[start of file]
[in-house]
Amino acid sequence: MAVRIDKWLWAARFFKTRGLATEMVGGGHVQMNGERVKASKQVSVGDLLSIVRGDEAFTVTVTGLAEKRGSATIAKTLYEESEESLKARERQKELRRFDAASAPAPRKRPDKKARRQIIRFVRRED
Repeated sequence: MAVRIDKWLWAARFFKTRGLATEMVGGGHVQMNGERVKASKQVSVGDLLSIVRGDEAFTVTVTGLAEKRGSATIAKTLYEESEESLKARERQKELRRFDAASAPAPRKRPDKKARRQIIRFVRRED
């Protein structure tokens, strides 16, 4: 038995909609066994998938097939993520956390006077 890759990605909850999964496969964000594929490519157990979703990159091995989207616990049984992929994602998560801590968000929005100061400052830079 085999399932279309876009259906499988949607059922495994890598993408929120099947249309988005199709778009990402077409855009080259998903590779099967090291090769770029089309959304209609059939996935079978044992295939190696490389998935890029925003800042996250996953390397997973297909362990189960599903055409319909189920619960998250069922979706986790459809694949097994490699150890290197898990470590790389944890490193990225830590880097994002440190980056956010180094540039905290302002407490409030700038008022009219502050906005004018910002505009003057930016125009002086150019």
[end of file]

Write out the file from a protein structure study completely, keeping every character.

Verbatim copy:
[in-house]
Amino acid sequence: MAVRIDKWLWAARFFKTRGLATEMVGGGHVQMNGERVKASKQVSVGDLLSIVRGDEAFTVTVTGLAEKRGSATIAKTLYEESEESLKARERQKELRRFDAASAPAPRKRPDKKARRQIIRFVRRED
Repeated sequence: MAVRIDKWLWAARFFKTRGLATEMVGGGHVQMNGERVKASKQVSVGDLLSIVRGDEAFTVTVTGLAEKRGSATIAKTLYEESEESLKARERQKELRRFDAASAPAPRKRPDKKARRQIIRFVRRED
């Protein structure tokens, strides 16, 4: 038995909609066994998938097939993520956390006077 890759990605909850999964496969964000594929490519157990979703990159091995989207616990049984992929994602998560801590968000929005100061400052830079 085999399932279309876009259906499988949607059922495994890598993408929120099947249309988005199709778009990402077409855009080259998903590779099967090291090769770029089309959304209609059939996935079978044992295939190696490389998935890029925003800042996250996953390397997973297909362990189960599903055409319909189920619960998250069922979706986790459809694949097994490699150890290197898990470590790389944890490193990225830590880097994002440190980056956010180094540039905290302002407490409030700038008022009219502050906005004018910002505009003057930016125009002086150019």